American journal of human genetics, 62 3
(2005)patients through a hospital - based screening
G. Palomba, A. Cossu, E. Friedman, M. Budroni, A. Farris, A. Contu, M. Pisano, P. Baldinu, M. Sini, F. Tanda, G. Palmieri (2007)Origin and distribution of the BRCA2-8765delAG mutation in breast cancer
BMC Cancer, 7
Debra Winkeljohn (2008)Triple-negative breast cancer.
Clinical journal of oncology nursing, 12 6
M. Arcos-Burgos, M. Arcos-Burgos, M. Muenke (2002)Genetics of population isolates
Clinical Genetics, 61
C. Thibault, W. Khodari, M. Lequoy, J. Gligorov, Y. Belkacemi (2013)HER2 status for prognosis and prediction of treatment efficacy in adenocarcinomas: a review.
Critical reviews in oncology/hematology, 88 1
L. Fuksa, S. Mičuda, J. Grim, A. Ryška, H. Hornychová (2012)Predictive Biomarkers in Breast Cancer: Their Value in Neoadjuvant Chemotherapy
Cancer Investigation, 30
G. Palomba, A. Loi, A. Uras, P. Fancello, G. Piras, A. Gabbas, A. Cossu, M. Budroni, A. Contu, F. Tanda, A. Farris, S. Orrù, C. Floris, M. Pisano, M. Lovicu, M. Santona, G. Landriscina, L. Crisponi, G. Palmieri, M. Monne (2009)A role of BRCA1 and BRCA2 germline mutations in breast cancer susceptibility within Sardinian population
BMC Cancer, 9
G. Palomba, M. Colombino, A. Contu, B. Massidda, G. Baldino, A. Pazzola, M. Ionta, F. Capelli, V. Trova, T. Sedda, G. Sanna, F. Tanda, M. Budroni, G. Palmieri, A. Cossu (2012)Prevalence of KRAS, BRAF, and PIK3CA somatic mutations in patients with colorectal carcinoma may vary in the same population: clues from Sardinia
Journal of Translational Medicine, 10
Germline mutations in BRCA1 or BRCA2 genes have been demonstrated to increase the risk of developing breast cancer. Among the prognostic factors currently used in clinical practice, the disease stage and the receptor status play a crucial role in the management of breast carcinoma. Triple‑negative breast cancer (TNBC) has been classified as a disease subgroup that is negative for oestrogen, progesterone and HER2 receptor expression, and presents a poor prognosis. The present study investigated the correlation between BRCA1/2 mutations and TNBC status in a large series (n=726) of breast cancer patients from Sardinia. The BRCA mutation screening was performed on genomic DNA from peripheral blood samples by denaturing high‑performance liquid chromatography analysis and automated DNA sequencing. Overall, 21/726 (2.9%) patients carried a germline mutation in BRCA1 or BRCA2. The TNBC phenotype was significantly associated with the BRCA1 mutations (P<0.001), whereas no association was found with the BRCA2 mutations (P=0.837). With respect to patient origin within Sardinia, a significant inverse distribution of mutations was found; BRCA1 and BRCA2 mutations represented 86 and 93% of the mutated cases in Southern and Middle‑Northern Sardinia, respectively (P<0.001). Patients from the geographical area with BRCA1 mutation prevalence presented a TNBC incidence much higher than that observed in cases from the area with BRCA2 mutation prevalence (12 vs. 4%, respectively; P=0.037). These findings further confirmed that the occurrence of TNBC is significantly associated with the BRCA1 mutation carrier status and that a different ‘genetic background’ may have a phenotypic impact in the onset of breast cancer.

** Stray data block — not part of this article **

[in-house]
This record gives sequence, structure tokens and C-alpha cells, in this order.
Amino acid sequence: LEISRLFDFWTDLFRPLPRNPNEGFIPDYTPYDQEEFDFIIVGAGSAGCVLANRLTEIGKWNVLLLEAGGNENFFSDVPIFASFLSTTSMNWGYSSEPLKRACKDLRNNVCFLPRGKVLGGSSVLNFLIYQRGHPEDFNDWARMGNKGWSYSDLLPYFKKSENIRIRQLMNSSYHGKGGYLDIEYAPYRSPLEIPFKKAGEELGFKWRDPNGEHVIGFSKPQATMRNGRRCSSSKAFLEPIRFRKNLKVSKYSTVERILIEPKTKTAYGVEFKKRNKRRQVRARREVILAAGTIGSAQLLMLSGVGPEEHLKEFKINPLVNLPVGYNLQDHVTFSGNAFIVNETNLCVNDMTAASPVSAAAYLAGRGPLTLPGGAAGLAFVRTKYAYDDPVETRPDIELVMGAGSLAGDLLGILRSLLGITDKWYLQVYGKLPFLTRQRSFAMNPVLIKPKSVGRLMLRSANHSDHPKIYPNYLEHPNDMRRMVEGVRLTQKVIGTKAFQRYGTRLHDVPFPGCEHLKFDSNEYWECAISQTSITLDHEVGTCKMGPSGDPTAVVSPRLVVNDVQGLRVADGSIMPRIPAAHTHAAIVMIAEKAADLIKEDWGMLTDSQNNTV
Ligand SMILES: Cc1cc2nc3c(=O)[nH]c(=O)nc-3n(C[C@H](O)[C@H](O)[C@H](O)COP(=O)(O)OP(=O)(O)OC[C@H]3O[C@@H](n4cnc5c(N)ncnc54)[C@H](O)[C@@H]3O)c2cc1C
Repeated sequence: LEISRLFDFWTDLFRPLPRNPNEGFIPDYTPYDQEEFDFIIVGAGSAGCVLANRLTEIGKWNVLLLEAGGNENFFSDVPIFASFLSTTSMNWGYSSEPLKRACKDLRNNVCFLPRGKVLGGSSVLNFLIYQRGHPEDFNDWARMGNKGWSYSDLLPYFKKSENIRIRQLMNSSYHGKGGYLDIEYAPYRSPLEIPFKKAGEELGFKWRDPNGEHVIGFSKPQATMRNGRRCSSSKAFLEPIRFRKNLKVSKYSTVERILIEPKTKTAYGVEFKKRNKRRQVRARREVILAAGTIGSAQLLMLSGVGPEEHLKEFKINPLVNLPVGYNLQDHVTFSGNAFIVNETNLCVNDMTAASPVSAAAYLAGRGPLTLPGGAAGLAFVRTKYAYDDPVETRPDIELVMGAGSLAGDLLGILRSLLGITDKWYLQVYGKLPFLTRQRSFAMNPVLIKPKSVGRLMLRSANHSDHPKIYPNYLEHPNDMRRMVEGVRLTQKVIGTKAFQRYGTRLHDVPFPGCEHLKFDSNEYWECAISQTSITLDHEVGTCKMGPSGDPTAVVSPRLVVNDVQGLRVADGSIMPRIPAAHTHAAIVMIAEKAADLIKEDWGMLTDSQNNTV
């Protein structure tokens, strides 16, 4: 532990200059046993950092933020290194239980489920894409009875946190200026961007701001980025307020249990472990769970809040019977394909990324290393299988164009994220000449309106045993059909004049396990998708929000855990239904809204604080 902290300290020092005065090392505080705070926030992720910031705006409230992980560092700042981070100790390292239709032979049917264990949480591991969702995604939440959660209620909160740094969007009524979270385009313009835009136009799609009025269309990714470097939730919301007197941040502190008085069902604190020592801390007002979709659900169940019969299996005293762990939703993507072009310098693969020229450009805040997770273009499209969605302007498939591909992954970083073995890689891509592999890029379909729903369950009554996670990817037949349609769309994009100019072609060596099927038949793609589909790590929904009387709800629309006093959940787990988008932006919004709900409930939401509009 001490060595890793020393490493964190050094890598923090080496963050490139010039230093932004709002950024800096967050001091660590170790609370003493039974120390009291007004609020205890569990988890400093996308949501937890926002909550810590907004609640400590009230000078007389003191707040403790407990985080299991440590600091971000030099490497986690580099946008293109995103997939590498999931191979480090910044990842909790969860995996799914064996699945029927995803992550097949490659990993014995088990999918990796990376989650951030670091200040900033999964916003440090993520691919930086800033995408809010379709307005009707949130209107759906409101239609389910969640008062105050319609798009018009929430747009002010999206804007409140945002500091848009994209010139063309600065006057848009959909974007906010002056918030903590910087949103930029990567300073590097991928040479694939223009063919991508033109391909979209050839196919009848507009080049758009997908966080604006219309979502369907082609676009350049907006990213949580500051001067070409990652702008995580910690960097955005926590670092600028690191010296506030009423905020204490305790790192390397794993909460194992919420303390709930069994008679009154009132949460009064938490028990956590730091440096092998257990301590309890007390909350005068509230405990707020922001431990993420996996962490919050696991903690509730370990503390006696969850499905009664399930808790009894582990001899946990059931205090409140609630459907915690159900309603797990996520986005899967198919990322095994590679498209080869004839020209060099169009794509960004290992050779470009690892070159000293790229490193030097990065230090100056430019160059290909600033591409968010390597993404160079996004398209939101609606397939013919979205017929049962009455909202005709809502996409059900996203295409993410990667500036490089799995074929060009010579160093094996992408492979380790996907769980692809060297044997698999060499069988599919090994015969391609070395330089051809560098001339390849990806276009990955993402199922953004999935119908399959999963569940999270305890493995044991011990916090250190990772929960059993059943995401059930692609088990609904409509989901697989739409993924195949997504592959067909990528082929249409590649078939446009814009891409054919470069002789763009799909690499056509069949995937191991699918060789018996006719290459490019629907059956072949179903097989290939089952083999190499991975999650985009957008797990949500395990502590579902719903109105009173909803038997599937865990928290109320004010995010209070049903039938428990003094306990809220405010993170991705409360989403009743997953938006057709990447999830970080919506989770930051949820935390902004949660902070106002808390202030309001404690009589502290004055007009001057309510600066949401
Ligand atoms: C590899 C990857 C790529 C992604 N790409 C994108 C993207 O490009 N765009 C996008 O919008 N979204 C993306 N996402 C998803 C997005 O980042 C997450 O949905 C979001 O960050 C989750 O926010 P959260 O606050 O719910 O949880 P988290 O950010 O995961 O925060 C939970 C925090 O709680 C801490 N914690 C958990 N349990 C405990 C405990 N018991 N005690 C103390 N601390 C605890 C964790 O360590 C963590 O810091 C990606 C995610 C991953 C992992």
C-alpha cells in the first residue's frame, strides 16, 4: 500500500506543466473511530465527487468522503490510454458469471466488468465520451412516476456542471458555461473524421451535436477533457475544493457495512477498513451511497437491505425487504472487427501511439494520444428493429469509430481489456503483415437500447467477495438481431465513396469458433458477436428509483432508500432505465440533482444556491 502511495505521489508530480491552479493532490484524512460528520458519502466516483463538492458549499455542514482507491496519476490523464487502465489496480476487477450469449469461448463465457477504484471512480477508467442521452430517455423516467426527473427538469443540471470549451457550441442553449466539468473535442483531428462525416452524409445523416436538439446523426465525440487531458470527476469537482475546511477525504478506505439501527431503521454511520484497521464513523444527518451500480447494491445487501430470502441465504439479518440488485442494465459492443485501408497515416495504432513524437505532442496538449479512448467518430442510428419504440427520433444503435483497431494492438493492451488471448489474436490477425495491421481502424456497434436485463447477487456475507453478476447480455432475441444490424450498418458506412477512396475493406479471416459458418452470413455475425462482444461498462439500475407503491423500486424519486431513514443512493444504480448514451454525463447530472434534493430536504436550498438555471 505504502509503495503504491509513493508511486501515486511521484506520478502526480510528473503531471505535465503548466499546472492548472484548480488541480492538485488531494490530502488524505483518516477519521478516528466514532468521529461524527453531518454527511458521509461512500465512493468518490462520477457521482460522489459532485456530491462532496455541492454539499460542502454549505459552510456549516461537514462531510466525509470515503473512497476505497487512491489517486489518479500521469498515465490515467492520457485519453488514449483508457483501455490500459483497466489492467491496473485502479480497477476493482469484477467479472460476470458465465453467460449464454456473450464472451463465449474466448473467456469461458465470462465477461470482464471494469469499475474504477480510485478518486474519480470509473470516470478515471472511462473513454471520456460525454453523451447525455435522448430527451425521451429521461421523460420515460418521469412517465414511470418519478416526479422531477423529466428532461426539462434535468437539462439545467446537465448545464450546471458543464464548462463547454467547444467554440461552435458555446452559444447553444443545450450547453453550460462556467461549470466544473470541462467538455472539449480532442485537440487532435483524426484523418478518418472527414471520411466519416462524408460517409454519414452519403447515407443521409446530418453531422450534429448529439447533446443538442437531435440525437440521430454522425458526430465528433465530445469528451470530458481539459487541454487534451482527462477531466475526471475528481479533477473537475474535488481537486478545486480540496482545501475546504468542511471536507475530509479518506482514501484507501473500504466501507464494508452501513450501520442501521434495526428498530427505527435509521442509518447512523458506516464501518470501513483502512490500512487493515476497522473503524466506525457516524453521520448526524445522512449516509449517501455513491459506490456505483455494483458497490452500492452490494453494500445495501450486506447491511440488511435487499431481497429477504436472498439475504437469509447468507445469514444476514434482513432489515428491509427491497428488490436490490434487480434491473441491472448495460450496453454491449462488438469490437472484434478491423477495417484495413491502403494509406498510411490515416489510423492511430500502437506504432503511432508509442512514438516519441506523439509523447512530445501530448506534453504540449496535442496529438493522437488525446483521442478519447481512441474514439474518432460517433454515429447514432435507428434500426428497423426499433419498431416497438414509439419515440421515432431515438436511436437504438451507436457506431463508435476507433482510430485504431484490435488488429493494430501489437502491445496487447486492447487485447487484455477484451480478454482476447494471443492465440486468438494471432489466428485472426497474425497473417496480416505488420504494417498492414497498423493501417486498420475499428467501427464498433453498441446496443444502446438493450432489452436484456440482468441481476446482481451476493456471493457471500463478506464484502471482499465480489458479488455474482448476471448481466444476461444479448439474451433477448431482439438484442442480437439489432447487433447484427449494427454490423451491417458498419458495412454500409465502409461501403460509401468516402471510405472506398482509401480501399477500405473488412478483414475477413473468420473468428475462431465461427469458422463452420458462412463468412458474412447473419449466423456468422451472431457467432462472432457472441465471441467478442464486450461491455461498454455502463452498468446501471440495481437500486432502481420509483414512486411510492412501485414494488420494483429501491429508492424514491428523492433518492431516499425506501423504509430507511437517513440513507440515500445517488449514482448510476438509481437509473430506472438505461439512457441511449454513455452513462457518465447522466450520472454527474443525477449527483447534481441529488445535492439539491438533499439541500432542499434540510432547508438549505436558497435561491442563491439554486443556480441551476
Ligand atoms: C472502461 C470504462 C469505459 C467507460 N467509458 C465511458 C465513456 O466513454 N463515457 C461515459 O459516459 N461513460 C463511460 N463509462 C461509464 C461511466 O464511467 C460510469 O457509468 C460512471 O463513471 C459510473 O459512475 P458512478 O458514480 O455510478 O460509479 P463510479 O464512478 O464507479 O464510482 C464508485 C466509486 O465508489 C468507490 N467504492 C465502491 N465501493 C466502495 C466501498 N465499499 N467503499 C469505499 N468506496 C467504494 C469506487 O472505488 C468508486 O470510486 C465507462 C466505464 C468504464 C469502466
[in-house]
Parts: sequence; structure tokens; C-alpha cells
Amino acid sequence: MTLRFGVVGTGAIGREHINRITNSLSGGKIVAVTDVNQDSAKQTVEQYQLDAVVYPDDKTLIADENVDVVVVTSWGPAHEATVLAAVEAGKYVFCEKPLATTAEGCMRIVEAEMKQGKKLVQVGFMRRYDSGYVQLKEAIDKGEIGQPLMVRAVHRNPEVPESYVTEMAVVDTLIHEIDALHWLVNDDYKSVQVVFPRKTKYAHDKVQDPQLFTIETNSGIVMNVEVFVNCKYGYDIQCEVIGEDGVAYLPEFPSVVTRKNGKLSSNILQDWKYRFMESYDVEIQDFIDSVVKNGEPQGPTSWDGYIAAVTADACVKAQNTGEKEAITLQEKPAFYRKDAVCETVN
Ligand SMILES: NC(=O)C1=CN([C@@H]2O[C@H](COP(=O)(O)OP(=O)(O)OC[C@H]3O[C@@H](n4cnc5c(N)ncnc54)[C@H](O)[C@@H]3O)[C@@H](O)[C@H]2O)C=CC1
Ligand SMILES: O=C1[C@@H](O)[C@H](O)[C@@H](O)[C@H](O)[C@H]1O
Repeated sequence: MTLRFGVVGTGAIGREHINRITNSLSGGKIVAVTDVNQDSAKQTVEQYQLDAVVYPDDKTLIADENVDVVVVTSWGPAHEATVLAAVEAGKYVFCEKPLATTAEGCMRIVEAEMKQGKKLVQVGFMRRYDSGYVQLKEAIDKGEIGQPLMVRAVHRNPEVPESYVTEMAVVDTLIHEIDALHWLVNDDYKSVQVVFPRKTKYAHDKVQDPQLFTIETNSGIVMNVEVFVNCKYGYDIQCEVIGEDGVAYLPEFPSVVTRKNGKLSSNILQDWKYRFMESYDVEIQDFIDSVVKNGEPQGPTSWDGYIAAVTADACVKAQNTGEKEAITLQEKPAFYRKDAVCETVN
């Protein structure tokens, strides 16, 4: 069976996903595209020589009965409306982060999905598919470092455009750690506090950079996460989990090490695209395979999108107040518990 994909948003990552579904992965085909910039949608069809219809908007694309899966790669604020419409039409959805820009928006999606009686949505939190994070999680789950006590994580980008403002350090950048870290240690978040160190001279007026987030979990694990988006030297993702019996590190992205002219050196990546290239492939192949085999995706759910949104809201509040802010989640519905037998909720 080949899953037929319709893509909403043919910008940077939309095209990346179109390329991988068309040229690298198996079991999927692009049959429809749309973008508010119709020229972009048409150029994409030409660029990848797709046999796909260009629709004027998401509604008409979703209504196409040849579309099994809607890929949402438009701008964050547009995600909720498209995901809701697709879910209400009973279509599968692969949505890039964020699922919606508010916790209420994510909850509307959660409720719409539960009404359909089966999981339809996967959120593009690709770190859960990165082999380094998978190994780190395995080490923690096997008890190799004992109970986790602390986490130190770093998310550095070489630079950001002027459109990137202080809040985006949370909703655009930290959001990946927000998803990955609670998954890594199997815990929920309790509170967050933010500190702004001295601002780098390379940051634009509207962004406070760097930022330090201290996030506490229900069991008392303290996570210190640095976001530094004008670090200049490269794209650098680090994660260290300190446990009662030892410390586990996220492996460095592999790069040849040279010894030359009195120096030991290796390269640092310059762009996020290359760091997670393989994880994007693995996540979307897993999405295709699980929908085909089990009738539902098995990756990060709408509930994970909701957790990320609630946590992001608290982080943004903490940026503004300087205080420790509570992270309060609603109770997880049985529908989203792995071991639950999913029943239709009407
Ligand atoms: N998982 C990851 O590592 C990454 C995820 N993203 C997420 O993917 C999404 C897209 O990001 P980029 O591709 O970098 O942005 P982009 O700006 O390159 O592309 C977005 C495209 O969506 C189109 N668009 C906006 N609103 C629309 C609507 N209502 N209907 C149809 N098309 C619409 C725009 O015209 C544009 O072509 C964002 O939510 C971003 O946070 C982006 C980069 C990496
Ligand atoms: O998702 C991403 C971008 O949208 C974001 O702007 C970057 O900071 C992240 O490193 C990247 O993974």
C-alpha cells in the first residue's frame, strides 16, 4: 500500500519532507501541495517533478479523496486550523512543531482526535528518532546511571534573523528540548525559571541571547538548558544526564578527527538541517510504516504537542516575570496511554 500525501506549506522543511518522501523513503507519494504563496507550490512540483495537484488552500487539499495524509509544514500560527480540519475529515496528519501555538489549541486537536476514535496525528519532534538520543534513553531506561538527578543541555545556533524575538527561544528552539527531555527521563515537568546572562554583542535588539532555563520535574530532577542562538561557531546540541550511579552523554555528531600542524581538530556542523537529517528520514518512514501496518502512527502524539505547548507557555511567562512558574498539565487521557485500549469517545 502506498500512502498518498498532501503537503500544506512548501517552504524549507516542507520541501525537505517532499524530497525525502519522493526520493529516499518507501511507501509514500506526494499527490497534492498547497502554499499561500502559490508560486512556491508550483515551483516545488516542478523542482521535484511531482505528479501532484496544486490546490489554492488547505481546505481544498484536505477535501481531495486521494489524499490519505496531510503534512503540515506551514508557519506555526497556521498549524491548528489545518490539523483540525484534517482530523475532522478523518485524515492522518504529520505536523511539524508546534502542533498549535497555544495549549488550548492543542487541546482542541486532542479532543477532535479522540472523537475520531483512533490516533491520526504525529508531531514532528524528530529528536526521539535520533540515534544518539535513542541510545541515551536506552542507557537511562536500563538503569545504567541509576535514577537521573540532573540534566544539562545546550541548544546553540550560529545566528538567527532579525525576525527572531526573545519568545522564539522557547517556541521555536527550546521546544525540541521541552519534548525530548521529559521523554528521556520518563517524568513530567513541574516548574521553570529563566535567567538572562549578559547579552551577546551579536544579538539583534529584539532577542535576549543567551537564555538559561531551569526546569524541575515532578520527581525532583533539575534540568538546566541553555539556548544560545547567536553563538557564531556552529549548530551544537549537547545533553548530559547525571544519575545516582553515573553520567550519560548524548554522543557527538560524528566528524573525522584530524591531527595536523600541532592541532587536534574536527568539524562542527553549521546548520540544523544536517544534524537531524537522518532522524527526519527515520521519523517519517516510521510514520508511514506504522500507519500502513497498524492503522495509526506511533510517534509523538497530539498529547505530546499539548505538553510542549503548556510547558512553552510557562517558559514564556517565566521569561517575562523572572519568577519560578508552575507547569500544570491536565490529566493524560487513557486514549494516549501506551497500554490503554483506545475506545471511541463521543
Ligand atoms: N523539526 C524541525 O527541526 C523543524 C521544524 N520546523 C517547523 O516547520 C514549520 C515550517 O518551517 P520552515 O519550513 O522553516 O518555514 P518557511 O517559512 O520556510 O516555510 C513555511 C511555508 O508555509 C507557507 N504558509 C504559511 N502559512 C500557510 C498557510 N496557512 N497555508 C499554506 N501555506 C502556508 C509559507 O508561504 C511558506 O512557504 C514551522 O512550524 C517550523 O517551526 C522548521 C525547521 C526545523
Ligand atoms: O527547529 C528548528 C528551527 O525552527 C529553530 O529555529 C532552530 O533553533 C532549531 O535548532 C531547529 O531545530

Oncology Letters – Spandidos Publications
Published: Apr 1, 2014
Access the full text.
Sign up today, get DeepDyve free for 14 days.